The House of Representatives passed a major healthcare reform bill on Saturday by a close margin of 220 votes to 215. It is the first of its kind since Medicare was passed in 1965 and the first-ever aimed at implementing universal coverage. Only one Republican voted for the bill, while 39 Democrats broke party ranks. Speaker Nancy Pelosi deserves much credit for achieving this important milestone, but the narrow victory sets the stage for a drawn-out fight in the Senate.
Blue Dog Democrats will most likely pursue their attempts to either eliminate or weaken the public option when they begin to deliberate, while independent Senator Joe Lieberman is hinting he might join a Republican filibuster. In other words, the 60 senators needed for cloture are no longer onboard. Saturday night’s vote may prove historic should Barack Obama end up with a comprehensive reform package. But unless he opts for reconciliation, a process that allows for a straight up and down vote requiring a simple majority, there may not be anything for him to sign before the holiday season.
At 1,900 pages, the bill still appears confusing and scary to many. It is indeed far-reaching, including reforms to health insurance practices that have been contentious for many years and a mandate to achieve universal coverage. But it has already cleared several important hurdles. The CBO estimates that, over a 10-year period, the bill will in fact reduce the deficit. Furthermore, it is supported by AARP and the AMA, both of whom had opposed the Clinton reforms of 1994. Despite the closeness of the vote, this weekend’s developments add momentum to the president’s thrust. Yet, the political process in the Senate remains a significant obstacle.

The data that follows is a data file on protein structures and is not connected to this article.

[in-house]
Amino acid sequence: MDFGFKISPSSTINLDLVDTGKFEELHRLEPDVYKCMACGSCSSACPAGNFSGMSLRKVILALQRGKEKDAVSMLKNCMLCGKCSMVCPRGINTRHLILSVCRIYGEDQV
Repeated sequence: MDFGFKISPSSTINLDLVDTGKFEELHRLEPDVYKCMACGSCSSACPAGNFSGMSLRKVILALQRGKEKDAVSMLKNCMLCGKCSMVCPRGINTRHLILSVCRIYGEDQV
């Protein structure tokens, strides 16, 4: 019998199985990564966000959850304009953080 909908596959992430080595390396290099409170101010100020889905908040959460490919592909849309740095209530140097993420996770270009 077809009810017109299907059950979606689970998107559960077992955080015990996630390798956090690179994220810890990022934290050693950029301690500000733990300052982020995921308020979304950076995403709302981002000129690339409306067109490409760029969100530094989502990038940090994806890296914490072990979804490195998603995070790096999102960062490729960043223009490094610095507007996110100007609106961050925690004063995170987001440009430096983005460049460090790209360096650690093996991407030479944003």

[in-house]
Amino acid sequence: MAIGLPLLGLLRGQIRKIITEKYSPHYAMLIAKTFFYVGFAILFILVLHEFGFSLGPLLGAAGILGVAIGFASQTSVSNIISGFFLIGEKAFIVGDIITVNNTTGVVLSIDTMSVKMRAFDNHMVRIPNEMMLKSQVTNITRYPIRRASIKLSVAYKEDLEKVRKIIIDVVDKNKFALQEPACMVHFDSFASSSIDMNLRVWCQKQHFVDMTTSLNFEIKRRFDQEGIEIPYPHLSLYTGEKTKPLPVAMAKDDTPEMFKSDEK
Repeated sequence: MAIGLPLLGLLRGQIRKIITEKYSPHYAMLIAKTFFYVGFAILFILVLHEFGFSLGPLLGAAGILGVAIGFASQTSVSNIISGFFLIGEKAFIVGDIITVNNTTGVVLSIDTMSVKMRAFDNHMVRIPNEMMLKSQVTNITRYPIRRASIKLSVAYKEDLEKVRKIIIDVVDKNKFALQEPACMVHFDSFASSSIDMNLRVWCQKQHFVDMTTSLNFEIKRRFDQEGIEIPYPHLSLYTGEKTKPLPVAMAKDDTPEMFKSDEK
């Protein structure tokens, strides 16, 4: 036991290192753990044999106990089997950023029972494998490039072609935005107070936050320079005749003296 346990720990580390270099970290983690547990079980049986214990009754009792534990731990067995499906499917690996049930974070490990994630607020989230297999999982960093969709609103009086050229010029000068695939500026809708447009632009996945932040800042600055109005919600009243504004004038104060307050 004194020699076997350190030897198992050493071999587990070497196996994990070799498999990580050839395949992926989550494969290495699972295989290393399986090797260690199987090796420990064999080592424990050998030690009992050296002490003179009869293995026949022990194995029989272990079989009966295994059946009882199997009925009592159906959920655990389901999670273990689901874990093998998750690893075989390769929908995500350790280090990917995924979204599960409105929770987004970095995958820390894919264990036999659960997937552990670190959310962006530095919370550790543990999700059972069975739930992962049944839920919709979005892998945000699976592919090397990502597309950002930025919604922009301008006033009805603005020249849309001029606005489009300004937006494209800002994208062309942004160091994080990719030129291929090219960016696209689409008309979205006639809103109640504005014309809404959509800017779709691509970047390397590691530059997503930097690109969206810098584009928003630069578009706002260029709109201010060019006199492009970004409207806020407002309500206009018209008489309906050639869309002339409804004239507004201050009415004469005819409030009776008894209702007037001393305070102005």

The temptation by the Republican right will be to encourage a filibuster at all costs in the hope that polls will doom reform efforts, or at least make it difficult for both Houses to agree on a compromise bill. After all, 2010 is an election year and the prospect of having to face the wrath of disgruntled voters no doubt led many Democrats in Republican areas to vote with the GOP. The Democratic leadership has reason to be worried. As last week’s votes in New Jersey and Virginia showed, the Obama coalition, so successful last year, is just as capable of staying home when it is unhappy. However, Republicans and conservative Democrats may find that progressives are not in a conciliatory mood, especially after the amendment limiting access to abortion was passed. These factors may explain why Obama was far from exuberant when he congratulated the House for its vote. He knows the battle will be fierce in the Senate .
Even though a vast majority of Americans want health care reform, but there remains an elephant in the room. That elephant, to quote Democratic strategist James Carville, “is the economy, stupid.” A vibrant economy would have made a public option a no-brainer. With 10.2 per cent of Americans unemployed as of last Friday, the feeble recovery is what has provided Blue Dogs with a rationale for standing firm against the expansion of government programs. Considering the talk of new stimulus spending, the spectre of rising taxes, and the growing cost of the wars in Iraq and Afghanistan, it is understandable that Blue Dogs can gain some traction on fiscal issues.
This being said, Americans have never been closer to achieving Roosevelt’s dream of affordable and universal health care. With or without the Blue Dogs, Democrats ultimately have the votes to pass legislation in both Houses. And while the fragile economy will likely preclude Obama from fulfilling his hope of being the last president to tackle health care reform, if he signs a bill, he will have gone further any of his predecessors.